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Discussion in 'Ride Reports - Epic Rides' started by micko01, Jan 18, 2015.
Best Friday update EVER. Congrats on so many fronts!
One of my all time favourite ride reports, congratulations and thanks for the update.
Blog 76 by Tan: Cameroonian Christmas
The next morning, we woke up and casually packed before tracking down some breakfast and heading for the border. Although we’d had some memorable experiences in the country, I can’t say I was sad to be leaving Republic of Congo. The obvious highlight of traveling in RoC was taking our new friend Jack to visit the Bayaka, and it more than made up for any of the challenges we had faced. However, our time in both Congos had been intense. We were looking forward to moving on to something different and hopefully a bit easier.
Souanke – Republic of Congo. Sadly, we didn’t stay long enough to get the measure of the place.
According to my reading, Cameroon was described as 'Africa in miniature' based on its geographical and cultural diversity. We saw it as a gateway between Central Africa and West Africa, and a kind of fusion of the two. We couldn't have been keener to get there.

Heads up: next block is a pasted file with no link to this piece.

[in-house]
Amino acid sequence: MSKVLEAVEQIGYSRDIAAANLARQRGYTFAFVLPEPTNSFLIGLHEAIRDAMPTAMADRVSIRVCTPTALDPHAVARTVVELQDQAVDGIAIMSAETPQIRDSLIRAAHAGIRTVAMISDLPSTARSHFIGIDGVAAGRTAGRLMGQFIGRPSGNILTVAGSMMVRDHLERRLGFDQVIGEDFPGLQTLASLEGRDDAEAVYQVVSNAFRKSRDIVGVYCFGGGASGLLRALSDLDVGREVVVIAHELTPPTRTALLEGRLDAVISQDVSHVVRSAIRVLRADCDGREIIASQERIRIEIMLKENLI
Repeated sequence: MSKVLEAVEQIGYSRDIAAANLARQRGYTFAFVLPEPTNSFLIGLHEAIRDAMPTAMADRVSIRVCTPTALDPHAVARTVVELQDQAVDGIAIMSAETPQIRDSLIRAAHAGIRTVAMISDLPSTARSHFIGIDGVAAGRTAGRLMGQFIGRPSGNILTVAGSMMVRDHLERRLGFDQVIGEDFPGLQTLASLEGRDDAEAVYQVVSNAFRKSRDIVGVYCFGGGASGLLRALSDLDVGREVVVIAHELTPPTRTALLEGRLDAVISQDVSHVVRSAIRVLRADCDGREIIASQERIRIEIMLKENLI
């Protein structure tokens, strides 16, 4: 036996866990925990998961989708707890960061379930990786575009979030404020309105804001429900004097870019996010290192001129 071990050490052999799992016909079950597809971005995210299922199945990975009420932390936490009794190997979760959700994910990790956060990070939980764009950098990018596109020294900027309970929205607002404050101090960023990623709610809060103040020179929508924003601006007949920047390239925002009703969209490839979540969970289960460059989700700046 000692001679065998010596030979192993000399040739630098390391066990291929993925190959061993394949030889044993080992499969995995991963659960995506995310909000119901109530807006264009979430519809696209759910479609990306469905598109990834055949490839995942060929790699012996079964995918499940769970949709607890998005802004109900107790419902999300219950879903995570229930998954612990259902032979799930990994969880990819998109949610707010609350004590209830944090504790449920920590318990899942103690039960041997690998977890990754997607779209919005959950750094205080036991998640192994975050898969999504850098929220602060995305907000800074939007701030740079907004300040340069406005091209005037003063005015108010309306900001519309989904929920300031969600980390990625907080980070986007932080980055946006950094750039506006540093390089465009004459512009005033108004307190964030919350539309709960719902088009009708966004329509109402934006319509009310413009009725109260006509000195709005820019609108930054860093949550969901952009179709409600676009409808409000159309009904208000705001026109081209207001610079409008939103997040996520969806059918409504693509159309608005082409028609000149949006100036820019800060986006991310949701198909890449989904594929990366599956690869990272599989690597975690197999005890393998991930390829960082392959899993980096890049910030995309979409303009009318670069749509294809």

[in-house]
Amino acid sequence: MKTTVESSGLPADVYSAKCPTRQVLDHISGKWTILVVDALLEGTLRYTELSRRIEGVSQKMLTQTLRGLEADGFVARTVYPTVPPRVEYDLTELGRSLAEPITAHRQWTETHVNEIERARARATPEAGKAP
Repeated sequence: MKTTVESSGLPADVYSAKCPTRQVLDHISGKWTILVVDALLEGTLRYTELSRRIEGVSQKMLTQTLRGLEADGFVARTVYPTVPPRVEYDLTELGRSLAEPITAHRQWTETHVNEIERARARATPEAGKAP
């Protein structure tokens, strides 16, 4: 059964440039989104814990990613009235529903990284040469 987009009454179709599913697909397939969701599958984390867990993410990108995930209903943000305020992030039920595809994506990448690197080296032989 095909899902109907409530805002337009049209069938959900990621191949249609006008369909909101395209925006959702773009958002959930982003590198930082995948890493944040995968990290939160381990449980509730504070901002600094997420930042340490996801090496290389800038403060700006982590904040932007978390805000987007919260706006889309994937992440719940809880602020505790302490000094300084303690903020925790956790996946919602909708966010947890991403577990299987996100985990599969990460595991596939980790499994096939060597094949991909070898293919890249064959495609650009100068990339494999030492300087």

Fun fact - Cameroon was named by a Portuguese sailor who arrived at a river in Douala and noticed it was full of prawns, so he called it Rio Dos Camarones (River of Prawns). Let's face it, the sailor in question, Fernando Poo, could hardly name the place after himself
As with many borders in Central Africa, you don’t need to wait long for the almost inevitable request for cash. Ours didn't happen on the immigration side. Instead, we were swiftly stamped into the country. But the moment this was done, things went quiet between the immigration and the customs blokes with words conveyed through a few furtive looks. We knew it was coming. Immigration guy stopped making eye contact, and the more assertive customs guy took the reins.
As was our border crossing modus operadi, we had chosen a lesser-used crossing into Cameroon. It was narrow dirt roads through the forest most of the way. The immigration offices were small and basic as you’d expect for a minor border crossing. The Customs guy took on a typical big man pose and let us know in no uncertain terms that we would be giving him a bunch of money, or he wouldn't be stamping our documents. He was particularly brazen and made no attempt to conceal the shakedown behind trumped-up, non-existent taxes or levies.